A history of the assembly in St. Monans, Fife, Scotland
St. Monans on the East Fife coast was a very busy fishing village when the assembly began in 1924. For several years before this, God had been at work in what is now called the ‘Jock Troup revival’ affecting fishing communities from Wick in the north to Great Yarmouth in the south. This powerful preacher brought the gospel to many Fife fishermen and their womenfolk as they followed the great herring shoals along the North Sea coast, and many were saved and baptized. Others were saved and baptized locally as the gospel was preached in churches, halls and in the open air.
During the 1914-18 war, one local fisherman, John Smith, saved and recently baptized at Fraserburgh, was put in charge of a minesweeper on the Clyde. One weekend, he went ashore at Ardrossan to seek a scriptural Christian fellowship. Seeing him with a Bible in his pocket, a lady invited him to a Bible Reading. On Lord’s Day he returned and witnessed the breaking of bread. He found what he had been seeking and joined himself to that assembly. Over the next few years, he found fellowship in assemblies in different ports he visited while fishing. When at home, John, with two other brethren regularly cycled a 24 miles return trip over a long hill to remember the Lord in their nearest assembly at St. Andrews.
In the autumn of 1923, he met a Scottish evangelist called Arthur Gilmour at Great Yarmouth and invited him to St. Monans. For two weeks that winter gospel meetings were held in John’s home, just across the road from the present Gospel Hall. Six souls were saved. Later, another evangelist, Jack Roberts, came and pitched his gospel tent on a piece of common ground where fishermen dried their nets. Meetings were held for young and old, a few more were saved and also heard from the scriptures about baptism and church prin-ciples. Mr Roberts stayed with the Fergusons who ran a bakery in the next street. James Ferguson himself had just been saved in the local Congregational Church. He had been quite a man of the world, keen and skilful on the football field and at the draughts-board. On the Sunday night he was saved, seeing elderly folk making their way to a service he said to his wife, ’See these old folk? That’s what the kirk’s for - not for the likes o’ me!’ But that evening, he became a changed man.
The preacher in the Congregational Church during these eventful years was Mr. Thomson, a brother with experience of assemblies else-where. He had come to St. Monans to work as a builder, but when the minister took ill he was invited to take over the preaching which he continued to do after the minister died. He preached a sound gospel, and also explained the need for baptism and the weekly observance of the Lord’s Supper.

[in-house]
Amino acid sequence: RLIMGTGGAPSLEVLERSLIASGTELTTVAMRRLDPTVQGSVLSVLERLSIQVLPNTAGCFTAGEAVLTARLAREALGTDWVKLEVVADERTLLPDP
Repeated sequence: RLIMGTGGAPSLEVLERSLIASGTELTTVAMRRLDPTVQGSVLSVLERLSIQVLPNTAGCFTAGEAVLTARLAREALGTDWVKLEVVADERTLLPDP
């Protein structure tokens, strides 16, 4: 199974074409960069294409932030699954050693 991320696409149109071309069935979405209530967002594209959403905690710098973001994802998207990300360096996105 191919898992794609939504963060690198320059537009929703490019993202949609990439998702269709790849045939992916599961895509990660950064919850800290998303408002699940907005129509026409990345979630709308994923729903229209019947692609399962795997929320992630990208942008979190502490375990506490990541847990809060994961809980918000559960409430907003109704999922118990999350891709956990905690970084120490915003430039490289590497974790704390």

Convinced of the truth of these things, some believers severed their links with that church in the summer of 1924, to gather into the Lord’s Name in a scripturally-based assembly. They first met in the Fergusons’ home for the breaking of bread, prayer and preaching. Often, extra prayer meetings were held in the flour-loft above the bakehouse. Soon a large wooden hut was acquired from the naval base at Rosyth, dismantled and brought to St. Monans, covered in tar and oil. It was cleaned and painted by the brethren themselves, most of them fishermen briefly at home at the end of their summer fishing. By the time it was ready for use most of the brethren and sisters had gone to the autumn fishing at Yarmouth. So on that first Lord’s Day morning in the first Gospel Hall only six believers met to remember the Lord, but numbers increased when the boats returned in December. At the end of that year twelve more were added, some in their early teens, being baptized one night at a special meeting held in Union Hall, Cowdenbeath.
The assembly continued to meet in that wooden hut with its corrugated iron roof in a back street for 32 years, during which remarkable local gift was encouraged and developed. Sadly, some left the fellowship having ‘received new light’, but others were added, including families of many of the original couples. Baptisms took place in the sea, even in winter. In 1956 the present Gospel Hall was built for around £4,500, sacrificially provided by working men from their very modest incomes, debt free, without appeals for outside finance. On 16th June that year, around 55 local believers first met in the new hall for a time of prayer and thanksgiving. James Gowans, James Ferguson, Bob Cargill, David Fyall and Alex Allan gave short messages. The next weekend around 300 believers gathered for the Opening Conference when nine well-known visitors preached.
For many years before this, an annual weekend conference had become established in December, with up to 500 visitors arriving from many parts of the country by train and by busloads to hear gifted brethren teaching the word of God. In 1960 the date was moved to September to eliminate winter travel. This conference continues to the present with annual attendances now around 150. Over the years, there were open-air meetings all year round, some in neighbouring villages, a thriving Sunday School and Children’s Meetings in two locations, and Bible Readings on Saturday evenings which continued into the 1980s. These are now held on Monday evenings, and monthly ministry meetings during the winter attract good attendances from nearby assemblies.
In this village of less than 1400 people, at one time eight different groups met on Sundays. Now there are only three. The UK trend towards materialism and apathy has had its effect so that our numbers have fallen considerably as older saints have been called home. But we continue with a well attended Gospel Service, regular tract distribution, meetings in three care homes, and a summer Holiday Club for children, still seeking to honour our Lord Jesus in every possible way.